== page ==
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2014 Elections in Maryland Dan Nataf Director, Center for the Study of Local Issues, Anne Arundel Community College www2.aacc.edu/csli Nov. 13/20, 2014.

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Presentation on theme: "2014 Elections in Maryland Dan Nataf Director, Center for the Study of Local Issues, Anne Arundel Community College www2.aacc.edu/csli Nov. 13/20, 2014."— Presentation transcript:

1 2014 Elections in Maryland Dan Nataf Director, Center for the Study of Local Issues, Anne Arundel Community College www2.aacc.edu/csli Nov. 13/20, 2014

2 Governor’s Race: Primary showed early divisions among Democrats – anti-incumbent sentiment Democrats%Republicans% Brown51Hogan43 Gansler24Craig29 Mizeur22Lollar16 George12 Turnout24%

3 Governor’s Race: General elections shows that Hogan win still the exception statewide General Gov. %VoteHogan - Dem Brown ,890 Hogan51884,400+65,510 Franchot62.7%1,061, ,867 Frosh55.8%935,846-51,446

4 Maryland General Assembly: 2010 vs *Democratic hegemony eroded but intact Democrats Republicans House of Delegates 98 (69.5%) 93 (66%) House of Delegates 43 (30.5%) 48 (34%) Senate35 (74.5%) 33 (70%) Senate12 (26.5%) 14 (30%)

5 District 33 House of Delegates

6 House of Delegates – 30, 31, 32

7 Senate – 30, 31, 32 Astle sneaks by Quinn in D30DeGrange sweeps in D32

8 AA County: Council Districts Smith narrow win in D1

9 Council: Early vs Election Day DistrictEV Gap (D-R)ED Gap (D-R)Loss ED 115.6% (18.4%)* -2.7%18.2% 2-3.1% (21.7%)* -12.8%9.7% % (15.7%)* -48.7%13.0% 417.5% (23%)* 13.2%4.3% 51.1% (24%)* -9.1%10.2% 613.9% (25%)* -1.9%15.9% EV as percentage of total vote

10 Maryland House of Delegates: 2010 vs Contested, Solid and Uncontested Seats by Party 58/79% of Rep seats were/are solid or uncontested 81/83% of Dem seats were/are solid or uncontested - 74% of all seats in 2014 were solid or contested counting both parties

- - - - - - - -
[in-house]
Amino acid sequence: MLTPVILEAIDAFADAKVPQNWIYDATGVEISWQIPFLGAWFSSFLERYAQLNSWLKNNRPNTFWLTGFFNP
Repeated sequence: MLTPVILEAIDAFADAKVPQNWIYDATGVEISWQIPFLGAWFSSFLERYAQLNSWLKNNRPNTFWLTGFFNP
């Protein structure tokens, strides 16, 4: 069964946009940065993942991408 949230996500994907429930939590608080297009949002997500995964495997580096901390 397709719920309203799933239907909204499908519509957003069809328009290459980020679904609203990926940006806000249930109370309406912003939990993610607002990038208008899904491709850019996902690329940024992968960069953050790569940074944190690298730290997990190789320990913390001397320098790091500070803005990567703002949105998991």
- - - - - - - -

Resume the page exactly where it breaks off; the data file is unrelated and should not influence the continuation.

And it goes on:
11 Maryland Senate: 2010 vs /89% of Dem seats were/are solid or uncontested - 89% of all seats in 2014 were solid or contested counting both parties 92/93% of Rep seats were/are solid or uncontested

12 Trends in Registered Voters

13 Turnout by County/Lean:

14 Trends in Turnout by Party:

15 Trends in Voting: Governor’s Races (Raw Vote)

16 Trends in Voting: Governor’s Races Vote by Party

17 Trends in Voting: Governor’s Races Party Change

18 Change in Dem Vote by County Baltimore County and Mont. County accounted for biggest Dem losses.

19 Change in Dem Vote by County Losses are largest in Republican areas.

20 Franchot, Frosh, Brown by County

21 Counties Where a Dem Won Statewide

22 Poll Results: Level of Interest in Gov. Race by Party (CSLI survey) 10 point advantage to Republicans; unaffiliated with lowest interest

23 How informed about issues in race (Exit Poll) Hogan sympathetic groups with double digit lead over most Brown sympathetic groups

24 Political Leanings: Exit Poll Dems somewhat more inclined to be independent

25 Political Leanings: Vote for Governor Democrats much more likely to defect than Republicans; independents lean to Hogan

26 Defections by Party: Exit Poll Virtually NO Rep. defection; nearly quarter of all Dems defect

27 Defections by Leaning: Governor’s Race (CSLI survey)

28 Issues Overall (Exit Poll) Most salient issues leaned favorably to Hogan/Reps. Education is the big exception.